I mean — wow — what a heavy thing to think up all by myself, you know?
Finally, as you young men and women of the Arcata High School graduating class of 2014 embark on this great journey called life, I want to leave you with a concept that personally came to me the other day: Ask not what your country can do for you, but what you can do for your country. Because you have nothing to fear but fear itself.
Thank you, good luck and please remember me next November.
It is a "news" website, yet it offers regular coverage of no governmental body. Its crimes-and-courts reporting consists of little but verbatim republication of law enforcement press releases. An inordinate amount of its content is produced by an individual known only as "Puff n Tuff." And it derives the lion's share of its funding, rumor has it, from a gambling casino.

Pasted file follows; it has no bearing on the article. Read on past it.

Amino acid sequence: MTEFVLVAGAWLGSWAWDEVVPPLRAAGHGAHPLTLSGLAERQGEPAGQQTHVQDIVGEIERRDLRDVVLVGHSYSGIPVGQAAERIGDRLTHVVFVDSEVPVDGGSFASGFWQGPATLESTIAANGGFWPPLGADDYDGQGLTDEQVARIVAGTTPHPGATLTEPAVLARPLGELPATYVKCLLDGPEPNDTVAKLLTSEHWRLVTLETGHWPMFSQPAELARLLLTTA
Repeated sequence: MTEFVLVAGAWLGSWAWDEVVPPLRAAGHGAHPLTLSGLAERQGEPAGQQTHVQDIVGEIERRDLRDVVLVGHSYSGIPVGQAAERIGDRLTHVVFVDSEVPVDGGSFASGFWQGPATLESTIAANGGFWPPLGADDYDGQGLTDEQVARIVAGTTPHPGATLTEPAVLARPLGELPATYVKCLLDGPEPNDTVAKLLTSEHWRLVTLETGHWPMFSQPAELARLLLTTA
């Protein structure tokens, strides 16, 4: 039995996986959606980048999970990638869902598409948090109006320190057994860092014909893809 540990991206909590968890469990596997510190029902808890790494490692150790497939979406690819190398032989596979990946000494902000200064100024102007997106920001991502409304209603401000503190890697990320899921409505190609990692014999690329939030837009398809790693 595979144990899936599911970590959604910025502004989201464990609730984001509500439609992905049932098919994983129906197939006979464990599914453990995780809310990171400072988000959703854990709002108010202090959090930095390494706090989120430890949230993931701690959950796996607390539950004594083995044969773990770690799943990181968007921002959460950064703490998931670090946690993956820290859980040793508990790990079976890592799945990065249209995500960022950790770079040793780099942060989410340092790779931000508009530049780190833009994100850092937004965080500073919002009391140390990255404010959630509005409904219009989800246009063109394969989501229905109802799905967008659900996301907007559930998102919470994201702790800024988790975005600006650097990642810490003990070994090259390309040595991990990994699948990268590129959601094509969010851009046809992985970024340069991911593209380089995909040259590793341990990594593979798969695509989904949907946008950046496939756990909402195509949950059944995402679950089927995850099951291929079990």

Its very raison d'etre having eluded us average folks, the Lost Cause Outhouse news website laid out its cause for existence last Saturday before the local chapter of Mensa in hopes, one surmises, that an audience flush with pocket protectors could actually divine its mysterious purpose.
The confab — presented by Outhouse editor Hank Sims — touched on such topics, as a press release puts it, as "what it is," and "what it does." Hmm...
At press time, the best answer we can come up with is that "it" provides a sounding board for cranks who aren't familiar with Craigslist's Rants and Raves section. If any Mensa member has a better answer, would they kindly elucidate the rest of us? Thanks!
Ryan Hurley is a Eureka-based attorney. Follow him if you dare: @BuhneTribune.